Where did you get the idea for the book?
Our strong-willed child became a responsible adult, but it was not without great effort on our part. We witnessed so many kids who were not only strong-willed, but misunderstood. God had placed a song inside of them, but they seemed incapable of singing that song. Many times it was because of the confusion and lack of confidence of their parents.
What are the major themes of the book?
We answer questions like: how do you identify a strong-willed child? What are the incorrect assumptions made about a strong-willed child? How do you discipline a strong-willed child? How can you encourage and appreciate a strong-willed child?
How do you know if you have a “strong-willed” child?
Dr. Dobson, noted expert on the strong-willed child, wrote that a strong-willed child “seems to be born with a clear idea of how he (or she) wants the world to be operated and an intolerance for those who disagree.” But wait…there’s more! A strong-willed child does not necessarily want to control everyone else; he simply wants to control his world. And mom and dad, you are in the way! A strong-willed child has a strategy, so as the parent, you must have a strategy too. A strong-willed child is often defiant, but can also be charming or amusing in order to gain control. The strong-willed child is “gifted” in manipulation. He or she is willing to take punishment in order to “win,” especially if the consequence is deemed inadequate or insignificant by the child. These children are often misunderstood. They are NOT bad, or mean or stupid.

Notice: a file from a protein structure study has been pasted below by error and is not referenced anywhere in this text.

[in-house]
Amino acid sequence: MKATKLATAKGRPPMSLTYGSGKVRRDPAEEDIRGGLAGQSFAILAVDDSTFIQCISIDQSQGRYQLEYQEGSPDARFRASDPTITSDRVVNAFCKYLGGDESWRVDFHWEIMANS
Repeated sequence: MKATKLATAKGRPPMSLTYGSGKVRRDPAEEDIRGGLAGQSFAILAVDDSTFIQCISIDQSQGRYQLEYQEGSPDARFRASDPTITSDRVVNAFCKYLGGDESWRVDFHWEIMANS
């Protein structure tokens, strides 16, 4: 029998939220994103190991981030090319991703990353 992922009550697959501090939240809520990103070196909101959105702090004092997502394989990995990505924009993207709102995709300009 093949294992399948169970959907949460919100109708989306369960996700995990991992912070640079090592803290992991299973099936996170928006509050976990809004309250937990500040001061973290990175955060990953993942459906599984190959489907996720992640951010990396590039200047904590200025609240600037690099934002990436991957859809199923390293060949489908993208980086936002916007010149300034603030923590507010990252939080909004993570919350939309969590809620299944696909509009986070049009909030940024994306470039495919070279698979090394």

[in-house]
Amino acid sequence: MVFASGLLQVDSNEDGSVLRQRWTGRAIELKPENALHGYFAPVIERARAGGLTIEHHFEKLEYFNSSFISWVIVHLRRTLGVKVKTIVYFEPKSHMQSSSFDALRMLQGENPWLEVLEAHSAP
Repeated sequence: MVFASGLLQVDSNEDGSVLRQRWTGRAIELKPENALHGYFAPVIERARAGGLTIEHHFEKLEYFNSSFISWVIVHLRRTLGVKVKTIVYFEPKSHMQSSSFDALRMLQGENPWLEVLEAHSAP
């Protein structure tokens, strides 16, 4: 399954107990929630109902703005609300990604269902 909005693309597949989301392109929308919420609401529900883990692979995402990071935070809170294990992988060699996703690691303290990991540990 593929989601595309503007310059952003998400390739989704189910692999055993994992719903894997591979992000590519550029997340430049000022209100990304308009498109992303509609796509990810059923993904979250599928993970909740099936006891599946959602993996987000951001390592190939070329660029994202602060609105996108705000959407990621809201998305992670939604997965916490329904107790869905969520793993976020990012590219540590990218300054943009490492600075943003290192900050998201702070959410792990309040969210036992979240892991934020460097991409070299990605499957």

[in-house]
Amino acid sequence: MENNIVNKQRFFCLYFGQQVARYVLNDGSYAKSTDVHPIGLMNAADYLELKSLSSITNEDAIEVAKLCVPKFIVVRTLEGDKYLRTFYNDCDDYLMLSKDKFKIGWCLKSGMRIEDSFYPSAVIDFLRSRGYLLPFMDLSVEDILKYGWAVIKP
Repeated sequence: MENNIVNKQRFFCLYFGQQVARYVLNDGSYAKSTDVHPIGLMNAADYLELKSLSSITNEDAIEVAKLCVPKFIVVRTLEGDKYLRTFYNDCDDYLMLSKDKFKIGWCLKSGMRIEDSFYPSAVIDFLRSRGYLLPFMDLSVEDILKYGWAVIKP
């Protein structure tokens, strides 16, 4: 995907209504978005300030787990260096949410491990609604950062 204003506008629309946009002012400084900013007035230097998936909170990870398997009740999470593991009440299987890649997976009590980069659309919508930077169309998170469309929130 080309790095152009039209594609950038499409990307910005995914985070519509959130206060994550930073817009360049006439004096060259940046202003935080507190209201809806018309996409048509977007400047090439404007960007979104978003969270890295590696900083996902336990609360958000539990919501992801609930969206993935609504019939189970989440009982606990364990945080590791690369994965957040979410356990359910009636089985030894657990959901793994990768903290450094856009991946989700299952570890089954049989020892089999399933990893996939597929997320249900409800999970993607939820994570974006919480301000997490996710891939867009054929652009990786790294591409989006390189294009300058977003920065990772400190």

What do you hope readers will take away from your book?
We hope that readers will learn to love, encourage, discipline, and appreciate their strong-willed child. We believe that these kids are a wonderful gift from God and that he can give their parents wisdom to help each strong-willed child sing his or her song to God.
A natural-born entrepreneur, Kendra kept the home fires burning, while growing a home-based business, serving as a youth leader in her church for over 20 years, and staying active in her community. Her work as a mother, entrepreneur, church and community leader did not go unnoticed. In 2001, she was chosen as the Illinois Mother of the Year.
She has written more than half a dozen books, spoken to thousands around the country (and abroad), founded and distributed a daily radio program – today heard on more than 40 stations. Kendra connects with people wherever she is – teaching individuals to make the next right choice.
Learn more about Kendra at http://kendrasmiley.com/.
Other Tour Stops:
A Peek at My Bookshelf
A Spacious Place
Book Nook Club
Bookish Mom Reviews
Dee’s Christian Fiction
Gatorskunz and Mudcats
His Reading List
In the Dailies
Leaving a Legacy
Real Women Scrap
Refresh My Soul
Ross Road Kids
The Thinking Mother